Hot dog season is upon us. Summer is the perfect time to bust out your grill (or make your way to a park that has one you can use for free) and start slinging dogs. Whether you’re more of a beef or pork dog person doesn’t really matter. It all comes down to the toppings. Although some may be happy with a little more than a squiggle of high-fructose corn syrup-infused ketchup, others need a heavy sprinkling of onions to truly reach hot dog nirvana. And while I respect all those who choose to dress their dogs differently than I do, I will not hesitate to inform you that you are, in fact, wrong.
That’s why I’ve decided to rank some of the most popular hot dog toppings, starting with the ones we wish didn’t even find their way to the cookout. Read to the end if you want to discover the best of the best, the toppings that will elevate your hot dog from a simple sandwich to a true culinary masterpiece.
Look, I don’t have anything against chili, but does it belong on a dog? Not really. Chili is an iconic wintertime food, served piping hot, preferably with plenty of melted cheese on top. How does that possibly belong on the epitome of summertime foods, the hot dog? Plus, I just don’t understand why anyone would think that a hot dog, a meat-centric dish, would be best complemented by more hot meat on top. Sorry to all the chili dog lovers, but this is just not it.
There is nobody on this planet who loves pickles as much as I do. And that’s why I am vehemently against pickle relish in almost all its forms. There is absolutely no reason that this salty, acidic food should be disgraced with the addition of sugar. Sweet pickle relish is truly the bane of my existence, and I frankly can’t even believe it’s allowed to exist. Pickles on your hot dog? Weird, but go for it. I support you completely. But you will never, ever find relish at a hot dog party I throw.
In 2016, just two years before Anthony Bourdain’s death, the giant of the world food sat down to a meal with President Obama in Hanoi, Vietnam, and asked him whether ketchup on a hot dog was ever acceptable. Obama answered appropriately: “No. I mean that. That’s one of those things—let me put it this way, it’s not acceptable past the age of eight.” No matter how you feel about the former president, he was 100% right on this front: Ketchup is for the kids. Expand your hot dog topping vocabulary.
This is a controversial one, and I’m sure many people out there will refuse to even try it. Peanut butter on hot dogs is not my favorite topping, but it’s not as gross as it may sound. I think the important thing to remember here is that you’re going to want to find a peanut butter that’s more salty than sweet. Natural peanut butter seems to be your best bet, especially if you find the stuff that’s fatty enough to drizzle over the dog. If you’ve never tried it before and you’re brave enough to give it a try, you may just be surprised to find out that it’s not that bad.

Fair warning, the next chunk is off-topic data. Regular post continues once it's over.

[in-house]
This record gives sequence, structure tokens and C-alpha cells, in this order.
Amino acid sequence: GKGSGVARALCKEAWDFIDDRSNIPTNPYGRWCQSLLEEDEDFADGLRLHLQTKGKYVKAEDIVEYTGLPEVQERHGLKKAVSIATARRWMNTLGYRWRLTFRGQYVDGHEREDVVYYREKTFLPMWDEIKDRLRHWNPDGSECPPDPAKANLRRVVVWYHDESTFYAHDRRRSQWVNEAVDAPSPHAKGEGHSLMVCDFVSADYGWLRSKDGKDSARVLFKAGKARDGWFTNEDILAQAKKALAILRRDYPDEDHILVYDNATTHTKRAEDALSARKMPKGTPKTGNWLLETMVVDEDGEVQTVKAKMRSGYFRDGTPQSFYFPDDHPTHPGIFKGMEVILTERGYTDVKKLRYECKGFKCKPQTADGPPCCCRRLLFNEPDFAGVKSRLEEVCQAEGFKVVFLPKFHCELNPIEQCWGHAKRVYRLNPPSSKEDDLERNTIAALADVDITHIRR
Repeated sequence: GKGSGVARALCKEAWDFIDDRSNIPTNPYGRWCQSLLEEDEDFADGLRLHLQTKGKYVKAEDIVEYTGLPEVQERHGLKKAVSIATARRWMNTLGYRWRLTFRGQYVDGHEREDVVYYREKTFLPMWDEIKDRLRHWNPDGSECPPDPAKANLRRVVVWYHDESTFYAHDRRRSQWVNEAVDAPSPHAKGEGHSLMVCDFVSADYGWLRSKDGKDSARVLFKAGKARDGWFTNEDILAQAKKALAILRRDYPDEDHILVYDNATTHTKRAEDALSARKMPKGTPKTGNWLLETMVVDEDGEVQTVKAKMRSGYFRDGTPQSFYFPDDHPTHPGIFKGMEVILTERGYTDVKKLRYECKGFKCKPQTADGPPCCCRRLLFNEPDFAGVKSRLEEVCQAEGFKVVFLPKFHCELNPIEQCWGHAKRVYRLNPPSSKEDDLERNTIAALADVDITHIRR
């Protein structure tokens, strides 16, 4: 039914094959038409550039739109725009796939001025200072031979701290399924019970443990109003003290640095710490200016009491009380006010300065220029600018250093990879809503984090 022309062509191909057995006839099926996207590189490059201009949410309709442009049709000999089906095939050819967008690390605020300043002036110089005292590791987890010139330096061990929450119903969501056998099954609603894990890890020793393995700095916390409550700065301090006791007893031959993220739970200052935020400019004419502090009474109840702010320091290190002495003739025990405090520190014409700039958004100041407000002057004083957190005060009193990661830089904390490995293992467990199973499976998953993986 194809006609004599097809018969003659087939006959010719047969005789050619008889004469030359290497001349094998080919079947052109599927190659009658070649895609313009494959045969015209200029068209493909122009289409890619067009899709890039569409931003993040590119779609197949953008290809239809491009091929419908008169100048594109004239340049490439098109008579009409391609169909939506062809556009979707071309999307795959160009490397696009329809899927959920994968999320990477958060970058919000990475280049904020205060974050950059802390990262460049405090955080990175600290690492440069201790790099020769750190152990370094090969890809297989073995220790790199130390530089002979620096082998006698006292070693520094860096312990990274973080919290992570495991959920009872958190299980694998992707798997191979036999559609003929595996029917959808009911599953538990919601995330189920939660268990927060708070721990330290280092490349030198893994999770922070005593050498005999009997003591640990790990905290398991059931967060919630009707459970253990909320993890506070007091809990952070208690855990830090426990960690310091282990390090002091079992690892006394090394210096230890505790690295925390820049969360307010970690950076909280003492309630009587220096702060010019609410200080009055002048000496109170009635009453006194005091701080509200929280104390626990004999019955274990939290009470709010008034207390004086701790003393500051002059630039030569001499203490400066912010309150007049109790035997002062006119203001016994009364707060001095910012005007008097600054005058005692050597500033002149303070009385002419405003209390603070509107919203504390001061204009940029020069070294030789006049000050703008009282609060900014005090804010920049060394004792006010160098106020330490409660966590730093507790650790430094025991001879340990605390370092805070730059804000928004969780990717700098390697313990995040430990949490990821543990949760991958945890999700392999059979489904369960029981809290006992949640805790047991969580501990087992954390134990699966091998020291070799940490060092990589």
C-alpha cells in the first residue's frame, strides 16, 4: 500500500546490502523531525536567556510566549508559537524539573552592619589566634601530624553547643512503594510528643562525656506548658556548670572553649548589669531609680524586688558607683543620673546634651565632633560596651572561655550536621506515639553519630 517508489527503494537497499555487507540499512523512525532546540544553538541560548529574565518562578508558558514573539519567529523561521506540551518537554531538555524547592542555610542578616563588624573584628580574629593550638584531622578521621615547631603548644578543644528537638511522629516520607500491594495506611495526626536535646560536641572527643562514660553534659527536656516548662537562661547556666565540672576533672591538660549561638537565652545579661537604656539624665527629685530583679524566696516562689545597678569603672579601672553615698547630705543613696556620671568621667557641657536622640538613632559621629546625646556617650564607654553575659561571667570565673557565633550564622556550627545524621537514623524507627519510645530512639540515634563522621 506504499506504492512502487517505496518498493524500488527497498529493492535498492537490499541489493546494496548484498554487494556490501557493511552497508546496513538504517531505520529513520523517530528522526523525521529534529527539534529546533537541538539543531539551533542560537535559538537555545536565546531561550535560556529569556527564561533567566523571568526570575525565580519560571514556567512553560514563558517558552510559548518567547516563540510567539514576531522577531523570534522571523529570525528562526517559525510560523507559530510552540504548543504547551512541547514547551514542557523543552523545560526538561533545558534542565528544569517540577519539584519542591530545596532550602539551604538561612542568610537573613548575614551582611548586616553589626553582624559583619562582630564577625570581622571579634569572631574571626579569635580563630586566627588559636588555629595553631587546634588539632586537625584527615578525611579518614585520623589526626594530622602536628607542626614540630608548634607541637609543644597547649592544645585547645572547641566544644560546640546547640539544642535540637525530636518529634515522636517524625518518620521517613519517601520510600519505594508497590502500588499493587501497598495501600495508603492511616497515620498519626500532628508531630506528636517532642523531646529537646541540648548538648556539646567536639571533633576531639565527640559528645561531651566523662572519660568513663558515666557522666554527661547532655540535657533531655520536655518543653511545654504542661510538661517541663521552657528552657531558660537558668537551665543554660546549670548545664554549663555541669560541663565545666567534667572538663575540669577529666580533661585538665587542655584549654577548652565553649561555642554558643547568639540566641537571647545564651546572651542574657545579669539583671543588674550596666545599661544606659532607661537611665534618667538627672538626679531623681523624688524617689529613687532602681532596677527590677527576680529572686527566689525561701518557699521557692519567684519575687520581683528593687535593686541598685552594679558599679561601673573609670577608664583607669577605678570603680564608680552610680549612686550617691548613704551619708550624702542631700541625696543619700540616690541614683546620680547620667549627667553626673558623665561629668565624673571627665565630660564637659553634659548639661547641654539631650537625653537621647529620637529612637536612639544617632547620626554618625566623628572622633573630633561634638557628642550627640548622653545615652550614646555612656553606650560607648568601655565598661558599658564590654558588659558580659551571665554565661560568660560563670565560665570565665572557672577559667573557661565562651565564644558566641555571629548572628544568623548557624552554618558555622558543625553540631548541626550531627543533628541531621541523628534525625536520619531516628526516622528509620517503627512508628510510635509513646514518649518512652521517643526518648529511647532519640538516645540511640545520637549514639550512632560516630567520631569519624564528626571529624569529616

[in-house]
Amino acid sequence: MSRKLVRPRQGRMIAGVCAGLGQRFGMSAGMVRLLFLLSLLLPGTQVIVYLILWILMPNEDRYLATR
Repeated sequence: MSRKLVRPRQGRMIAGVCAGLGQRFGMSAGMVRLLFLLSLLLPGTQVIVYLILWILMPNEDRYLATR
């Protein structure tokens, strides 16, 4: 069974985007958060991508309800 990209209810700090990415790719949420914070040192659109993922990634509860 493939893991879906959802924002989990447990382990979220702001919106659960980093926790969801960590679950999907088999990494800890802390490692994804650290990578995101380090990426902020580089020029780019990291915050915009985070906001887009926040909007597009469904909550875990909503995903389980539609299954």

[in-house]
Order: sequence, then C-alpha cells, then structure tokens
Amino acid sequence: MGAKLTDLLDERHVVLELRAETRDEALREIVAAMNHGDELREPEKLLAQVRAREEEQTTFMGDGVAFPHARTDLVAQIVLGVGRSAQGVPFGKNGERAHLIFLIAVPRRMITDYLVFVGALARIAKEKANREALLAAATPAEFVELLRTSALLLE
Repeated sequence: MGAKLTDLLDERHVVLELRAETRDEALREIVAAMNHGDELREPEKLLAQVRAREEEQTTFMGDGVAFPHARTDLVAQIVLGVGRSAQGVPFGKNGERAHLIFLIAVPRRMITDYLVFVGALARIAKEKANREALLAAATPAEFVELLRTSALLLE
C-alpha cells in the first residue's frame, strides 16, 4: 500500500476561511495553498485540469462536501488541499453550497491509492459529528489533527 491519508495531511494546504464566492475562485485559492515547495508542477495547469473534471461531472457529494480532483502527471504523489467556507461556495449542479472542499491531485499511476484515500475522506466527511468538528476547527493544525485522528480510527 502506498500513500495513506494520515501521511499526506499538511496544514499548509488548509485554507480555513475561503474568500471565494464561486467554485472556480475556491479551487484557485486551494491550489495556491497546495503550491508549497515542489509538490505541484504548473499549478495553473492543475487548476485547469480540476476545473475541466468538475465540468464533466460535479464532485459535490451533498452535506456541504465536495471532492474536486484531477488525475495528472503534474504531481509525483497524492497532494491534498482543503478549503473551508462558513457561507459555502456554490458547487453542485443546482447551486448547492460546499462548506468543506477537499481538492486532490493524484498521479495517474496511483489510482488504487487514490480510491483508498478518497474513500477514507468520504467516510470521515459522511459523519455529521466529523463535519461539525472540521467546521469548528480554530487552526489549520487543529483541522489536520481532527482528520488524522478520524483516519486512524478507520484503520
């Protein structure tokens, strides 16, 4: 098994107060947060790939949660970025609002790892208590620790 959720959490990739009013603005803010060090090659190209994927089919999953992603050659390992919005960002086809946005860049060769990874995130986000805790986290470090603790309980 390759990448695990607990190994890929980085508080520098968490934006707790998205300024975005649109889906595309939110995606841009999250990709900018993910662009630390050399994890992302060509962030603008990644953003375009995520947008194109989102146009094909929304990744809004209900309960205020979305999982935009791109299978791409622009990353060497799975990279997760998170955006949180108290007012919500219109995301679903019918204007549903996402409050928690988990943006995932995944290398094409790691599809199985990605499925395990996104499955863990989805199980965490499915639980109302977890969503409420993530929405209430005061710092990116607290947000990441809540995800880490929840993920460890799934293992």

For all the spice lovers out there, this one is a no-brainer. Jalapeños taste great on just about anything, and hot dogs are no exception. Some may prefer raw jalapeños, which is certainly a possibility, but personally, I prefer my hot dog jalapeños pickled instead. Not only do they offer plenty of spice, but they also have a lovely acidity to them that plays well with the juiciness of the dog. The only caveat here is that jalapeños aren’t great on their own—they require a saucy carrier to reach their true potential.
Maybe I’m biased because sauerkraut is one of my all-time favorite foods. How can you not love fermented cabbage? I know it’s not everyone’s thing, but a juicy, acidic vegetable is just what a hot dog needs, in my opinion. Pile it high to transform your plain, boring dog into a crunchy, zesty symbol of pure, uninhibited summertime joy.
No matter what other toppings you’re putting on your hot dog, in my house, raw onions are a must. A white diced onion is my onion of choice, but I won’t balk at a red onion or even chopped scallions. Hot dogs on their own can be pretty bland, but raw onions offer just the right crunch and intensity of flavor to transform the most boring dog into a summertime dream come true.
Finally, we come to the best, the truest condiment of them all: mustard. Raw onions are essential on any hot dog, and sauerkraut and jalapeños can only make them better. But truthfully, no hot dog is complete without the addition of mustard. You can go a few different directions here. Dijon is my first choice because I’m annoying, and if I can get it grainy, that’s even better. But I’m certainly not opposed to a simple yellow mustard either. That blessed yellow sauce is essential to every bite of hot dog, in my less-than-humble opinion.
Samantha Maxwell is a food writer and editor based in Boston. Follow her on Twitter at @theseating.